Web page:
SOLAR IMPULSE 2 , the solar-powered airplane sidelined last year midway through a pioneering trip around the world, is finally taking flight again. The goal is to prove solar energy can send a plane around the world, no Jules Verne-style time trial needed.
Piccard and his fellow Swiss pilot Andre Borschberg have been grounded since July, when their most impressive flight—a five-day, nonstop leap from Japan to Hawaii—led to their biggest setback,frying the plane’s batteries. With a fresh pack, a new cooling system to protect it, and some valuable lessons learned, they’re ready to resume the journey. Piccard will fly Solar Impulse 2 to the west coast of the United States, destination TBD. Then it’s on to New York and across the Atlantic to Europe or North Africa before returning to Abu Dhabi,where the trip started more than a year ago.
The Turkish Offical partner of Solar Impulse is BRISA.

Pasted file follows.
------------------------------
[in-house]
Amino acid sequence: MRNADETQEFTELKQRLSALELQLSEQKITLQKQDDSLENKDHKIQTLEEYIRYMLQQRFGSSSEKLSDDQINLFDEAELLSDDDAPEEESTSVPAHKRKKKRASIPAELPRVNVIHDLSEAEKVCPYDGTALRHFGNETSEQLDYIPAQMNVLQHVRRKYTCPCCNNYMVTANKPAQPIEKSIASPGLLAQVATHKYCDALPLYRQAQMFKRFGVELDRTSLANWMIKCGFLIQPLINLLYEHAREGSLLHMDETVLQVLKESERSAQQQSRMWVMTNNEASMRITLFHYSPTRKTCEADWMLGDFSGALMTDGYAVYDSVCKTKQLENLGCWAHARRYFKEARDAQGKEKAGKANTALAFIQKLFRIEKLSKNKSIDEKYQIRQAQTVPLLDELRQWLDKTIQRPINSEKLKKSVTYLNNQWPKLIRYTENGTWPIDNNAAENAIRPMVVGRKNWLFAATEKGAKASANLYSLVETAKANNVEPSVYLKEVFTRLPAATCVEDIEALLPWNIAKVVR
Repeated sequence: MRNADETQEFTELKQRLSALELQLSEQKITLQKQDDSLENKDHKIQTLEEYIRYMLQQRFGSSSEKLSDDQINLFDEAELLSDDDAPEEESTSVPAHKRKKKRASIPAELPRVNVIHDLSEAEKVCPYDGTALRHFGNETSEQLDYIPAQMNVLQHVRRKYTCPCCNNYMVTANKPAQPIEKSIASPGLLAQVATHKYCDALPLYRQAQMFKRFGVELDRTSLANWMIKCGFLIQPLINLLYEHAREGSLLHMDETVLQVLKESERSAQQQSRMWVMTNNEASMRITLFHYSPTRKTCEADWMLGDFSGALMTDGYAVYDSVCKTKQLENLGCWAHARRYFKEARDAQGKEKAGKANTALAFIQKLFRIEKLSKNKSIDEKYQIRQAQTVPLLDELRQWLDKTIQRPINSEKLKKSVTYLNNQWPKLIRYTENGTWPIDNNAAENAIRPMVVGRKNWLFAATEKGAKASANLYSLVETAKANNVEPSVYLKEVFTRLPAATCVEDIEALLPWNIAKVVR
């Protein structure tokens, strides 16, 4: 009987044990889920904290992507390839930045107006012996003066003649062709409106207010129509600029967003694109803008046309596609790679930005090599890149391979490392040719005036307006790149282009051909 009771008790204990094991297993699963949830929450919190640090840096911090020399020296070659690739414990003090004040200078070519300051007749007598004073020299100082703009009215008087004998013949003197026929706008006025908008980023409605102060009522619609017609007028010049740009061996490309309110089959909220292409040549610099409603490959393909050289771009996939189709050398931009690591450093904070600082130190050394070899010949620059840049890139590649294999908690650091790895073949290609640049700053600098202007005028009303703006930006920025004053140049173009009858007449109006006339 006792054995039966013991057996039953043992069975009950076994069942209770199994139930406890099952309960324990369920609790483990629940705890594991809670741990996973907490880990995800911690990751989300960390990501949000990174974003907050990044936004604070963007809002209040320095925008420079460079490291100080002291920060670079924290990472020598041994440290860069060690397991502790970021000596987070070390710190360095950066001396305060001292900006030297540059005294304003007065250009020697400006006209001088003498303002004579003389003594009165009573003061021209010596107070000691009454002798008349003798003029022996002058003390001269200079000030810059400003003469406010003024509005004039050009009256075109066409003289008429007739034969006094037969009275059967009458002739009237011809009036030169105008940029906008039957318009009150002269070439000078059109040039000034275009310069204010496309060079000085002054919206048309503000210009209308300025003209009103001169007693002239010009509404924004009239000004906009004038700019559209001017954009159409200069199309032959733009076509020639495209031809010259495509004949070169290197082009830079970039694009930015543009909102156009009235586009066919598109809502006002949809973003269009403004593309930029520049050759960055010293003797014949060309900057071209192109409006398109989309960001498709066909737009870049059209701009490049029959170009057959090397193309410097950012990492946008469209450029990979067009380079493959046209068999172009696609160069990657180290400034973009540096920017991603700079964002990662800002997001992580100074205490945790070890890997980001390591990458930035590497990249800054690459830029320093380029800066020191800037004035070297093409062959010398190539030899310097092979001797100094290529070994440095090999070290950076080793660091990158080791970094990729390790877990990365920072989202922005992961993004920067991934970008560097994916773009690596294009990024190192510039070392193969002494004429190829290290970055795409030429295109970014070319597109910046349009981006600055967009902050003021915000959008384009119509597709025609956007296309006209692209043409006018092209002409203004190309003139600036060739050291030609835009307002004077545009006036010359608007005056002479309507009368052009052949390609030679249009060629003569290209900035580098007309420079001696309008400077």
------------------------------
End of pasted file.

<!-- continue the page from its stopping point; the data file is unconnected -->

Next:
During the unexpected downtime, the team also worked on an unmanned version of Solar Impulse 2. An autonomous craft is smaller and lighter, and just robust enough to carry a payload for, say, observation. Ditching the pilot has a more important upside: no need to land for food, water, and pilot sanity. An aircraft capable of remaining aloft indefinitely has obvious potential, like beaming Internet access to developing nations, tracking weather, and patrolling borders.
All that’s in the future, but Borschberg and Piccard remain convinced it will happen, and that aviation will one day abandon fossil fuel. “When I’m flying a solar airplane that can fly forever, I have the impression to be already 30 years in the future,” Piccard says. “And when I land, I have the impression to go back in the past. I say, ‘Wow, they are still using combustion engines!’”
After too many months on the ground, Piccard is climbing back into his time machine and flying into the future.